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Content available remote České operní libreto
Conventional drama is also a subject area of literary research. It includes texts covering a whole range of genres, though not all are linked to the traditional medium of theatre let alone dramatic theatre. The operetta libretto is among the special genres. In common usage 'libretto' means the story the operetta is based on. The operetta libretto is a musical-dramatic genre that originated in France in the 1850s. From there it spread to other countries, particularly those of central Europe. In the twentieth century it began to stagnate until by the 1940s it was gradually giving way in the popular theatres to other genres. In the Czech cultural context the libretto developed from simple translations and adaptations of foreign works in the second half of the nineteenth century to strong home-grown works in the 1930s and 1940s but then experienced a radical downturn in the late 1940s and early 1950s. In a section devoted to a morphological analysis the article is concerned chiefly with the libretto of the 1930s and first half of the 1940s. This sort of libretto has three acts, the second of which comes to a climax in a dramatic finale and the third (usually shorter) has the form of a simple denouement. The setting was chosen to allow exotic or folk elements to be suitably linked with salon society. Authors of libretti put particular emphasis on comic effect, which alternated with the merely sentimental. In its dialogues the libretto was marked by a weak relationship between the spoken word and song lyrics (with the exception of the finale). The characters were not conceived as unique but as set types of people with conventional characteristics, particularly in behaviour, thinking, appearance, expression, and content of the spoken dialogues and sung texts. The article concludes that more research is needed on the operetta libretto, because it is a genre that exerted a wide-ranging influence on Czech culture in the nineteenth and twentieth centuries.
The notion of being balladic is primarily linked to the idea of an atmosphere that is the sum of tragic, dramatic, and lyrical elements. The piercing atmosphere of balladic poetry and prose inspired several composers, and the balladic phenomenon was gradually adopted not only into short vocal genres, but also into large vocal-instrumental ones, including operas. In the course of the twentieth century, several operas were composed in Slovakia, which may be termed balladic due to their specific features. This study focuses on six Slovak operas. It examines the main inspiration factors that led their composers to adopt balladic subjects. It also introduces the motifs in the original literary works that contribute to creating this phenomenon and discusses what interventions and deviations were made with respect to the original literary model while writing the opera libretto and in what way the composers worked while composing the music to achieve the set balladic character and the musical characterization of the characters and the plot.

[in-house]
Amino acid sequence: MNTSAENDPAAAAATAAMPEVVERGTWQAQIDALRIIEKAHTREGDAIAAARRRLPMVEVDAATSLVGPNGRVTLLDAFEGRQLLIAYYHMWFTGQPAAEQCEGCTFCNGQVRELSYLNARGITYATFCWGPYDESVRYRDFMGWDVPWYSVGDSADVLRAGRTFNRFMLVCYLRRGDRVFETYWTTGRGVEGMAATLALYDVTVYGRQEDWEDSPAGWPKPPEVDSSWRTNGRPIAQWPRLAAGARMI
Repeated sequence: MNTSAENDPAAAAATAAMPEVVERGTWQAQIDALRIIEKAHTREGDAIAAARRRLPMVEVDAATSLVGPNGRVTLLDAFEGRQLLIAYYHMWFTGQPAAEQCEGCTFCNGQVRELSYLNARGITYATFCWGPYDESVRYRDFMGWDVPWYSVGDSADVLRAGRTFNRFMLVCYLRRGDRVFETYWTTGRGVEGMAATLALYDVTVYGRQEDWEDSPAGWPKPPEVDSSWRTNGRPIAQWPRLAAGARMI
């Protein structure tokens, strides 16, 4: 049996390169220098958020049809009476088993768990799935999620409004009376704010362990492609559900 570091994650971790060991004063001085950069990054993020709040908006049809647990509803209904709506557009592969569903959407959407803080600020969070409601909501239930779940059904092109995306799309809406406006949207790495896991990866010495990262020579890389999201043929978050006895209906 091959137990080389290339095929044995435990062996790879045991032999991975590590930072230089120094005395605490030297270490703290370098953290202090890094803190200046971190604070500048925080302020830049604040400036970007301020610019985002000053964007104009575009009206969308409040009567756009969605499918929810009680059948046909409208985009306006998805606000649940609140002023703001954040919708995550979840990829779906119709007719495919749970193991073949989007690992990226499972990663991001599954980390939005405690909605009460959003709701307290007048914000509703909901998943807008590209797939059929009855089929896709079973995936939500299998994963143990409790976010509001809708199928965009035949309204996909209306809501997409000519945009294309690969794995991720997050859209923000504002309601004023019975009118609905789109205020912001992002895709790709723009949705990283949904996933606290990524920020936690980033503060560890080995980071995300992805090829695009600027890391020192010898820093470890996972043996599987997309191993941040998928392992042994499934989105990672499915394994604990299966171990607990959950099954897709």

Dvorak's compositions created and spread around 1900, especially his opera Rusalka, touch on the aesthetic problem of rapport between the arts. What impact had the literary atmosphere here, especially on the librettist Jaroslav Kvapil? His multifaceted career, impregnated by the principles of the ‘parnassians' and symbolists, explains the eclecticism of his work - influenced by Maeterlinck and Schopenhauer, but also by Kytice by Erben.The poetic works of the young Kvapil, such as his Rusalka, document his links to an ideal of communication without words, which, disordered by its nature, is a type of non articulated language.
This paper tries to show Dvorak's compositional approach to the central values and meanings of the libretto of Rusalka, by analysis of the dynamic curve of the opera's recording. Two dynamic characteristics can be identified here - the gradually changing world of people, and the stable, silent world of the supernatural beings, differentiating in a way which is reminiscent of the treatment of dynamics in Wagner's Tristan and Debussy's Pelleas. The silent world of supernatural beings, represented especially by the enclosed strophic formations, offers the possibility of thematic introduction of an isolated fortissimo major chord, which does not gradate any more, as a symbol of the supernatural beings' idealised pure idea of 'death', 'love', 'soul' and 'sin'. In the course of the opera, the values become relative. In the final duet, Dvorak changes both worlds, the first time allocating to the Prince and Rusalka the opposite dynamic characteristics (a gradating one for Rusalka, a stable, silent one to the Prince). In the final, newly thematic fortissimo major chord, he again nods to the supernatural beings' idealised ideas of love and death, expressed at the opening of the opera, and makes his treatment of the spiritual values and concept of the libretto clear.
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